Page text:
Unknown Timber Frame Gains Listed Status, Uncovered by Trace - PCA Project of the Year

An unknown timber frame wattle & daub historic building, concealed by render but exposed by Trace when investigating reported damp issues. Timber frame repairs were specified and the building gained listed status, with Trace agreeing and managing repairs to completion with the local authority Conservation Officer and other project stakeholders.

Bebington Hidden Gem, Unknown Timber Frame Structure Gains Listed Status, Uncovered and Repaired by Trace

Original 1700's timber frame structure with wattle & daub panels concealed by render, exposed by Trace during survey

Oak timber frame significantly decayed and wattle & daub similarly deteriorated

Project was brought to the attention of the Conservation Officer, and gained grade 2 listed status (entry no. 1408451) during the ongoing works

Combination of traditional oak replacement and jointing combined with modern methods to retain a large percentage of original oak

Existing wattle & daub panels replaced but including original materials crushed and remixed for reinstatement

Internal walls insulated/reed matted/daubed, also receiving oakum caulking

The Property

Where the timber frame was exposed it was clearly decayed with the sapwood essentially turned to dust. The following is a sample of the drawings produced by Trace to illustrate the timber frame and the issues with it:

listed timber frame repair drawing
Structural timber repair drawing
drawing of listed timber frame
drawing of wattle and daub panels

Repair methodology

Timber Frame:

Joints within the existing timber frame were strengthened by installing cocealed rods embedded in resin, faced over in new oak plants to match the existing timber as far as feasibly possible, including oak plugs.

In areas where the timber was not in a retainable condition, it was cut out and replaced with new air dried oak using scarf, and mortise and tenon joints to match the original construction.

Wall panels:

The wattle & daub panels were removed from the frame with material remixed with hydraulic lime and re-used. New oak and chestnut laths were installed into the existing sockets in frame timbers and woven with willow.

The mixture was plastered over and lime-washed, tinted a roan colour with the addition of dried pigs blood.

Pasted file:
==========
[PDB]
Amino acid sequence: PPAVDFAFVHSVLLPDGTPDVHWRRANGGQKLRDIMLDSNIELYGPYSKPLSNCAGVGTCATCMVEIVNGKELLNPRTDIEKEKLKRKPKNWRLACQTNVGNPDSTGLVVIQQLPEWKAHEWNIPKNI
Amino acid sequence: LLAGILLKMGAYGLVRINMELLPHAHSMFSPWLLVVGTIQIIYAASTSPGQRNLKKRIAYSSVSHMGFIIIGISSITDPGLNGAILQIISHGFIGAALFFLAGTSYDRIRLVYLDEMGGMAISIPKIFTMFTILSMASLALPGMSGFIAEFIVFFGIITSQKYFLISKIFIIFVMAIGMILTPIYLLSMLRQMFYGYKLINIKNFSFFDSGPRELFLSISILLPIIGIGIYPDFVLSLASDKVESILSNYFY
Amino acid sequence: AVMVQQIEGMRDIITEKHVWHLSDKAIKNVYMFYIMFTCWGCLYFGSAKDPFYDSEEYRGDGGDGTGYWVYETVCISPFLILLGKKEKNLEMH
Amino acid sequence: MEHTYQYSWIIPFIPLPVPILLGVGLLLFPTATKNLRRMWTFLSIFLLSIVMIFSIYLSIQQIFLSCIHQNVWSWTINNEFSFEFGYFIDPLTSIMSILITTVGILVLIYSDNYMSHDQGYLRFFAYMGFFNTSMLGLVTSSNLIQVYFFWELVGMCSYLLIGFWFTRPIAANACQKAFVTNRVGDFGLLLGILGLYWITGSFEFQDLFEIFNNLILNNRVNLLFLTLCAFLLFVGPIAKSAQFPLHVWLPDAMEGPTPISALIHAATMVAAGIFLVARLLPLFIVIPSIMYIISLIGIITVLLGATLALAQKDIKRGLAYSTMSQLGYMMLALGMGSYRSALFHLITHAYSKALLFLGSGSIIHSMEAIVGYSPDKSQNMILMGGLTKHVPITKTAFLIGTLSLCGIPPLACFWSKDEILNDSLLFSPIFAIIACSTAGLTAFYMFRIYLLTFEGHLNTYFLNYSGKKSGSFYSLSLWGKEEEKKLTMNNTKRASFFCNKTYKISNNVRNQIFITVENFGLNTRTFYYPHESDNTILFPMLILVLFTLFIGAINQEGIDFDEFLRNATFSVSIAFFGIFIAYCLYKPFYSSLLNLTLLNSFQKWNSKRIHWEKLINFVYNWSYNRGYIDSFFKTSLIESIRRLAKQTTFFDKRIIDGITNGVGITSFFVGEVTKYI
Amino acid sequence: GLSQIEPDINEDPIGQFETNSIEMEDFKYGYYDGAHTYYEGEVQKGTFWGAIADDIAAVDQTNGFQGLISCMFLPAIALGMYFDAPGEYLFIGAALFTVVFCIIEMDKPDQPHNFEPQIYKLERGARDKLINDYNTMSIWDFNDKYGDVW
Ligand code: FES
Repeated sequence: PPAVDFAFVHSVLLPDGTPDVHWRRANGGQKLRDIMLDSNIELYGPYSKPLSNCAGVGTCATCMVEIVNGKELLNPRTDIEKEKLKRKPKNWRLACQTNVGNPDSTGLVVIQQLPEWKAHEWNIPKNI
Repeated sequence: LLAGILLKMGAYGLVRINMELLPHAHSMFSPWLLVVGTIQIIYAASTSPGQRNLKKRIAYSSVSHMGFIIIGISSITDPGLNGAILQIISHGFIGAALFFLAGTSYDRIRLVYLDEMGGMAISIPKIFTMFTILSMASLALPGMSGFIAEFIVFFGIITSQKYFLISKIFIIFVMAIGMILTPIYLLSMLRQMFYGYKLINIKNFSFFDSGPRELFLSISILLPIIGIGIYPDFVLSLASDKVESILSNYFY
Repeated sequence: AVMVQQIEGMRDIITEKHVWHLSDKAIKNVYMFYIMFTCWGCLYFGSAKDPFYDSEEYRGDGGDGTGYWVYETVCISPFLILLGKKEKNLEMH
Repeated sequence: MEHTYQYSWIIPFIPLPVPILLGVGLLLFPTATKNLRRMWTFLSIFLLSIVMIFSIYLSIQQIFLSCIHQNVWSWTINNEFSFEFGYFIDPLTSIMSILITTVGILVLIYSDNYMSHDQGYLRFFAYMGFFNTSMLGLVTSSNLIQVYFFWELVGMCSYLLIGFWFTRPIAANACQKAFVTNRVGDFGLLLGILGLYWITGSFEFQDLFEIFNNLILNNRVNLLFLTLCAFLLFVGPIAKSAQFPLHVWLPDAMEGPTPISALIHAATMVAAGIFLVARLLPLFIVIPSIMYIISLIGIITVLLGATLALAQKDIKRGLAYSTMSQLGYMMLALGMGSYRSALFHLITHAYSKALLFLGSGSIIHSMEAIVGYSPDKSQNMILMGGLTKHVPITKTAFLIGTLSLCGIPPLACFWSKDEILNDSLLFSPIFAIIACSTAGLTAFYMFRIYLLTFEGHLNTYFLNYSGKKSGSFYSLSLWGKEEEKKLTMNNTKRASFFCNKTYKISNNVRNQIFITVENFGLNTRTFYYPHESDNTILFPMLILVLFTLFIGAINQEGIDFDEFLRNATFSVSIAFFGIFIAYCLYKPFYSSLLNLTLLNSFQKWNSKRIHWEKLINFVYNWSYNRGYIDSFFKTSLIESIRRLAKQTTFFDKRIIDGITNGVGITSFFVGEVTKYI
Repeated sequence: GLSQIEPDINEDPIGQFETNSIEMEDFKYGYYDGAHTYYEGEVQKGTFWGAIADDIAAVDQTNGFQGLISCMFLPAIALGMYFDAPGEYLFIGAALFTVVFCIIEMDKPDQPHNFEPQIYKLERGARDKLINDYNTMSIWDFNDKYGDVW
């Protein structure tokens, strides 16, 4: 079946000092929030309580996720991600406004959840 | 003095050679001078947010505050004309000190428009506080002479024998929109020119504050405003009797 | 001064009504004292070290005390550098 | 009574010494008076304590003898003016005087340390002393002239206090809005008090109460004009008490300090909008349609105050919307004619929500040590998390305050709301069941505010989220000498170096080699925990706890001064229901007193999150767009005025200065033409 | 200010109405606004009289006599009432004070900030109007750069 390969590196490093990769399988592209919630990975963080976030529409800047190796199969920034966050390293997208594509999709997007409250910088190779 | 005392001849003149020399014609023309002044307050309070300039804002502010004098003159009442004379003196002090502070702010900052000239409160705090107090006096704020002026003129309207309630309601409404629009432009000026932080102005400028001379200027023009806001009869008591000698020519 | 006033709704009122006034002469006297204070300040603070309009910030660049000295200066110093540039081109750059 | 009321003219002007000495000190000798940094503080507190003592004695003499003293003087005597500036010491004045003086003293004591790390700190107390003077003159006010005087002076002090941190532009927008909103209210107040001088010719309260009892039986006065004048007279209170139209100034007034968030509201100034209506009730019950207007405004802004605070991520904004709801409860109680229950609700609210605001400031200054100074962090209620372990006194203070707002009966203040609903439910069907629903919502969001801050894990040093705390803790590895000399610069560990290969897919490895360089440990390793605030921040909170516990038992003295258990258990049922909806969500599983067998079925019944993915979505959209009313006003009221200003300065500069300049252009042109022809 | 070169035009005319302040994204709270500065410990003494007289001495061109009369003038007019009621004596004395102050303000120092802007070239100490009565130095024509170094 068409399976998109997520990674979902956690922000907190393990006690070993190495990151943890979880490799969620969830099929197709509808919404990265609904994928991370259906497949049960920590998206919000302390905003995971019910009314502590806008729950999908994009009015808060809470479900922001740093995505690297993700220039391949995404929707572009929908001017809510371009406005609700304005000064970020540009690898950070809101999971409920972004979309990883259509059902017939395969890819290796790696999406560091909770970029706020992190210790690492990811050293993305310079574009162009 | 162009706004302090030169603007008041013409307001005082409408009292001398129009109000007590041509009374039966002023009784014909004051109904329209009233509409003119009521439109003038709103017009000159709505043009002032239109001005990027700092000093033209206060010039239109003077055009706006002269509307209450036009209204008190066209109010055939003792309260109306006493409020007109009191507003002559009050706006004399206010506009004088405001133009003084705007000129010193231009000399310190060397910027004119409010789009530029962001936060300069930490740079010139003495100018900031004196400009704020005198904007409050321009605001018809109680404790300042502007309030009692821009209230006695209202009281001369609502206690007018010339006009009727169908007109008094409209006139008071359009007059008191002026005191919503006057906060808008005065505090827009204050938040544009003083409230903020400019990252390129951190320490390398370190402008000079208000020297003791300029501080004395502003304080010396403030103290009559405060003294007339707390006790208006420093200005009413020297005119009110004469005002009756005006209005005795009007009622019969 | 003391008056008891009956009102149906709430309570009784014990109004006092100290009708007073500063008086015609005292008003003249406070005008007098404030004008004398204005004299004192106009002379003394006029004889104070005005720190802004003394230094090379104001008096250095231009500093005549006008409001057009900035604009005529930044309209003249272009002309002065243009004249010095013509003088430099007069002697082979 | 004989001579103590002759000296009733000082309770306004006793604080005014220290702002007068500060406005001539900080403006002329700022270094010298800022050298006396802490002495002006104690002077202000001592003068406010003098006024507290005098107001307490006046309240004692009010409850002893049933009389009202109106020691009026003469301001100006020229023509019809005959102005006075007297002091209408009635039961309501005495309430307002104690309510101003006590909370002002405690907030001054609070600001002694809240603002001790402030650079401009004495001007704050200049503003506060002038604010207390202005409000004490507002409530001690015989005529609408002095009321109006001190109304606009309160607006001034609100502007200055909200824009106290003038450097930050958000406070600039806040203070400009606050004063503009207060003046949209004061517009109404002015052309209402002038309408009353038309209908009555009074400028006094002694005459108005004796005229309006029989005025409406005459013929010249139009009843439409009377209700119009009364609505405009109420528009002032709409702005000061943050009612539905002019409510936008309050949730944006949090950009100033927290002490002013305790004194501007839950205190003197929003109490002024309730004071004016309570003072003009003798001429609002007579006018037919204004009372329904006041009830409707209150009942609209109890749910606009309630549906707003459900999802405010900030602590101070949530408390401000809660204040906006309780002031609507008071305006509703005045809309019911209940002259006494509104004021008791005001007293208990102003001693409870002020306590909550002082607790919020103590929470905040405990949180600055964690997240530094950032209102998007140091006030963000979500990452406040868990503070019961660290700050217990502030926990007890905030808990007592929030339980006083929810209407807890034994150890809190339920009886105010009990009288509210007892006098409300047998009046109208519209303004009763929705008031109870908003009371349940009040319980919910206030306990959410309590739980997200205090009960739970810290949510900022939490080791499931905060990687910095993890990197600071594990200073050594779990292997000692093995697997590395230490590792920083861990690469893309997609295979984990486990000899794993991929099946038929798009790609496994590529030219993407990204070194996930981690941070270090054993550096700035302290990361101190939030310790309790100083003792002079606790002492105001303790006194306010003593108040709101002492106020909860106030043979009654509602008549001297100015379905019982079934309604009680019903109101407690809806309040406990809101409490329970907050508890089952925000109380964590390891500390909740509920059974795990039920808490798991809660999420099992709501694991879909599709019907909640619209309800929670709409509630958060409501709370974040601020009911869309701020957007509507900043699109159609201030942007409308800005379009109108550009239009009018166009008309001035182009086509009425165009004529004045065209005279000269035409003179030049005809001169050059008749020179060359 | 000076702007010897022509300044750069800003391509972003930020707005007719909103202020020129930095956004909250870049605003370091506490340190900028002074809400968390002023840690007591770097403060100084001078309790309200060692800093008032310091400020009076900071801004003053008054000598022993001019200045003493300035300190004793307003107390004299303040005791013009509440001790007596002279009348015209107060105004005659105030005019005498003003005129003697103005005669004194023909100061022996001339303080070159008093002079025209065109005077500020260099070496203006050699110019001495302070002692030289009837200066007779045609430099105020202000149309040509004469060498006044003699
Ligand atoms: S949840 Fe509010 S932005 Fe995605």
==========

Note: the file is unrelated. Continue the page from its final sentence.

In summary this was a very challenging project that managed to restore and rescue a hidden structure of historical importance.

To quote the Conservation Officer (C.O.) 'this project will be a good case study of how to use a combination of modern and traditional repair techniques'.

The CO has referred to the structure as a flagship property acting as an example of timber frame construction in the local area. (The CO has conducted tours around the property to Architects and a local college).

New techniques were trialed in relation to re-mixing the original daub panels.

This is also a good example of what was initially an instruction from the client to provide a quote for an injection damp proof course, and how Trace provided a more holistic approach to the instruction and consequently provided better advice resulting in extended works outside the original scope.

It should also be noted that there were not any consultants involved in this project and Trace not only liaised between the client and the local authority, but specified the works, prepared all drawings from scratch, agreed the works and managed the works to the timber frame portion of the structure.

Further challenges were overcome in respect that without listed building consent (agreed to be obtained retrospectively), the works were continually discussed, agreed and amended with the CO as the works progressed, with new ideas being continually investigated, sourced and application techniques researched and trialed e.g. pigs blood/Oakum caulking/clay daubs/Linseed oil putty etc.

Furthermore the client has cost restraints that Trace had to take into account during the preparation of specifications and costs, this while managing the requirements of the CO.

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